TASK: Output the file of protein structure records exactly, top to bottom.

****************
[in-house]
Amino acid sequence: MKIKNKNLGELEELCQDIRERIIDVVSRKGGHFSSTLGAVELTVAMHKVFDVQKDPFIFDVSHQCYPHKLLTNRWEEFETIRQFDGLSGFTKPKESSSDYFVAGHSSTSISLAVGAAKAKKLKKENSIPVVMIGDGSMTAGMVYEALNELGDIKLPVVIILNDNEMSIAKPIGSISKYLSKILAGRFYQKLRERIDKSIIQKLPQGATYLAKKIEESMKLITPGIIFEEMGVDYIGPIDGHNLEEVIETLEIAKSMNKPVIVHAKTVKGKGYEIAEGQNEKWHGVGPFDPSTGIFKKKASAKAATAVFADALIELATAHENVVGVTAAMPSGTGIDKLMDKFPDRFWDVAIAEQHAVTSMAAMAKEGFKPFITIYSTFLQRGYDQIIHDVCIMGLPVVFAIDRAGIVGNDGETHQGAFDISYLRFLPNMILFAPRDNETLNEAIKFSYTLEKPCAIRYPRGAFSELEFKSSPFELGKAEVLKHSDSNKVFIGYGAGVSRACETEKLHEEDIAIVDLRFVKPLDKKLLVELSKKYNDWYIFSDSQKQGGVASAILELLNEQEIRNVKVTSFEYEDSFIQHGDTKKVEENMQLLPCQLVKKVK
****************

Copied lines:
[in-house]
Amino acid sequence: MKIKNKNLGELEELCQDIRERIIDVVSRKGGHFSSTLGAVELTVAMHKVFDVQKDPFIFDVSHQCYPHKLLTNRWEEFETIRQFDGLSGFTKPKESSSDYFVAGHSSTSISLAVGAAKAKKLKKENSIPVVMIGDGSMTAGMVYEALNELGDIKLPVVIILNDNEMSIAKPIGSISKYLSKILAGRFYQKLRERIDKSIIQKLPQGATYLAKKIEESMKLITPGIIFEEMGVDYIGPIDGHNLEEVIETLEIAKSMNKPVIVHAKTVKGKGYEIAEGQNEKWHGVGPFDPSTGIFKKKASAKAATAVFADALIELATAHENVVGVTAAMPSGTGIDKLMDKFPDRFWDVAIAEQHAVTSMAAMAKEGFKPFITIYSTFLQRGYDQIIHDVCIMGLPVVFAIDRAGIVGNDGETHQGAFDISYLRFLPNMILFAPRDNETLNEAIKFSYTLEKPCAIRYPRGAFSELEFKSSPFELGKAEVLKHSDSNKVFIGYGAGVSRACETEKLHEEDIAIVDLRFVKPLDKKLLVELSKKYNDWYIFSDSQKQGGVASAILELLNEQEIRNVKVTSFEYEDSFIQHGDTKKVEENMQLLPCQLVKKVK